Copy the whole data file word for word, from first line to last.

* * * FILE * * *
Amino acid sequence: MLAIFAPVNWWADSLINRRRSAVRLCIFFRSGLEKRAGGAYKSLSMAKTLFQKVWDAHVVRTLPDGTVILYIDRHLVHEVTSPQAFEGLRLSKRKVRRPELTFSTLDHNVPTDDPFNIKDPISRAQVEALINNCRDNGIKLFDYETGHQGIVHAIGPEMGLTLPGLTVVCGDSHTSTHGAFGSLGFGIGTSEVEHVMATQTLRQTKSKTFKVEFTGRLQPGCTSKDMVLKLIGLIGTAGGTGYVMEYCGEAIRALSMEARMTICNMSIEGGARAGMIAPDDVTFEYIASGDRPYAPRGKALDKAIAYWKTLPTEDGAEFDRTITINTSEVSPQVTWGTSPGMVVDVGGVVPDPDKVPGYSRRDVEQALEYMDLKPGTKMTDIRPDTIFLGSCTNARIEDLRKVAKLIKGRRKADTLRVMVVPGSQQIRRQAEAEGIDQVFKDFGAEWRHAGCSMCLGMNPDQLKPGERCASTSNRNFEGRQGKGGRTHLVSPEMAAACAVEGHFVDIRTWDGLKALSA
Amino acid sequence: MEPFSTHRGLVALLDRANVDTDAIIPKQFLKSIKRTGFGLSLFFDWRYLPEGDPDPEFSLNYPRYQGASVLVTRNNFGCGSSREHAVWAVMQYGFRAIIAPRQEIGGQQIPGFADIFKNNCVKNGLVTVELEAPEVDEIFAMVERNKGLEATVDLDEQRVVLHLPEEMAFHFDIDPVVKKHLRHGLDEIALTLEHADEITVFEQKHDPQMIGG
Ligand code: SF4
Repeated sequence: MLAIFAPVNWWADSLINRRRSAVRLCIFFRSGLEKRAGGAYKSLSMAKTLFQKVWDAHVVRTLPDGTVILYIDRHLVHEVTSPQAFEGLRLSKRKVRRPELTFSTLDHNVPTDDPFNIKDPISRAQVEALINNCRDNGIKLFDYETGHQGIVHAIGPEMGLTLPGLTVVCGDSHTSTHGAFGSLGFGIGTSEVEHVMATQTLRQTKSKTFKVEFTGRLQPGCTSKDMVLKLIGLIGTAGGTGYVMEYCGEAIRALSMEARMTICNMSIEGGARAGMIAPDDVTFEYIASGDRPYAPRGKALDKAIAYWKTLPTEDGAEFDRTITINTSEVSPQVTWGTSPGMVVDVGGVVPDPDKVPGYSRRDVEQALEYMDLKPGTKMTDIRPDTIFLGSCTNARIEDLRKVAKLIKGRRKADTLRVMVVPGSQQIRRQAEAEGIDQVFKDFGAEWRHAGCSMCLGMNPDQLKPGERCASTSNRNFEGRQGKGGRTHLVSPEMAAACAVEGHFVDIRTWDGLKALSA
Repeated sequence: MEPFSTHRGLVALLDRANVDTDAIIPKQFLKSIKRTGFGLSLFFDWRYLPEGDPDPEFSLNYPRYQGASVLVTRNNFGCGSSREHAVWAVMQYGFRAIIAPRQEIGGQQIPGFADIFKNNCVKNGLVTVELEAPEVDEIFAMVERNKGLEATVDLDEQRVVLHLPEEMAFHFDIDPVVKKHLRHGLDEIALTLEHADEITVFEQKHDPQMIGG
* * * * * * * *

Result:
Amino acid sequence: MLAIFAPVNWWADSLINRRRSAVRLCIFFRSGLEKRAGGAYKSLSMAKTLFQKVWDAHVVRTLPDGTVILYIDRHLVHEVTSPQAFEGLRLSKRKVRRPELTFSTLDHNVPTDDPFNIKDPISRAQVEALINNCRDNGIKLFDYETGHQGIVHAIGPEMGLTLPGLTVVCGDSHTSTHGAFGSLGFGIGTSEVEHVMATQTLRQTKSKTFKVEFTGRLQPGCTSKDMVLKLIGLIGTAGGTGYVMEYCGEAIRALSMEARMTICNMSIEGGARAGMIAPDDVTFEYIASGDRPYAPRGKALDKAIAYWKTLPTEDGAEFDRTITINTSEVSPQVTWGTSPGMVVDVGGVVPDPDKVPGYSRRDVEQALEYMDLKPGTKMTDIRPDTIFLGSCTNARIEDLRKVAKLIKGRRKADTLRVMVVPGSQQIRRQAEAEGIDQVFKDFGAEWRHAGCSMCLGMNPDQLKPGERCASTSNRNFEGRQGKGGRTHLVSPEMAAACAVEGHFVDIRTWDGLKALSA
Amino acid sequence: MEPFSTHRGLVALLDRANVDTDAIIPKQFLKSIKRTGFGLSLFFDWRYLPEGDPDPEFSLNYPRYQGASVLVTRNNFGCGSSREHAVWAVMQYGFRAIIAPRQEIGGQQIPGFADIFKNNCVKNGLVTVELEAPEVDEIFAMVERNKGLEATVDLDEQRVVLHLPEEMAFHFDIDPVVKKHLRHGLDEIALTLEHADEITVFEQKHDPQMIGG
Ligand code: SF4
Repeated sequence: MLAIFAPVNWWADSLINRRRSAVRLCIFFRSGLEKRAGGAYKSLSMAKTLFQKVWDAHVVRTLPDGTVILYIDRHLVHEVTSPQAFEGLRLSKRKVRRPELTFSTLDHNVPTDDPFNIKDPISRAQVEALINNCRDNGIKLFDYETGHQGIVHAIGPEMGLTLPGLTVVCGDSHTSTHGAFGSLGFGIGTSEVEHVMATQTLRQTKSKTFKVEFTGRLQPGCTSKDMVLKLIGLIGTAGGTGYVMEYCGEAIRALSMEARMTICNMSIEGGARAGMIAPDDVTFEYIASGDRPYAPRGKALDKAIAYWKTLPTEDGAEFDRTITINTSEVSPQVTWGTSPGMVVDVGGVVPDPDKVPGYSRRDVEQALEYMDLKPGTKMTDIRPDTIFLGSCTNARIEDLRKVAKLIKGRRKADTLRVMVVPGSQQIRRQAEAEGIDQVFKDFGAEWRHAGCSMCLGMNPDQLKPGERCASTSNRNFEGRQGKGGRTHLVSPEMAAACAVEGHFVDIRTWDGLKALSA
Repeated sequence: MEPFSTHRGLVALLDRANVDTDAIIPKQFLKSIKRTGFGLSLFFDWRYLPEGDPDPEFSLNYPRYQGASVLVTRNNFGCGSSREHAVWAVMQYGFRAIIAPRQEIGGQQIPGFADIFKNNCVKNGLVTVELEAPEVDEIFAMVERNKGLEATVDLDEQRVVLHLPEEMAFHFDIDPVVKKHLRHGLDEIALTLEHADEITVFEQKHDPQMIGG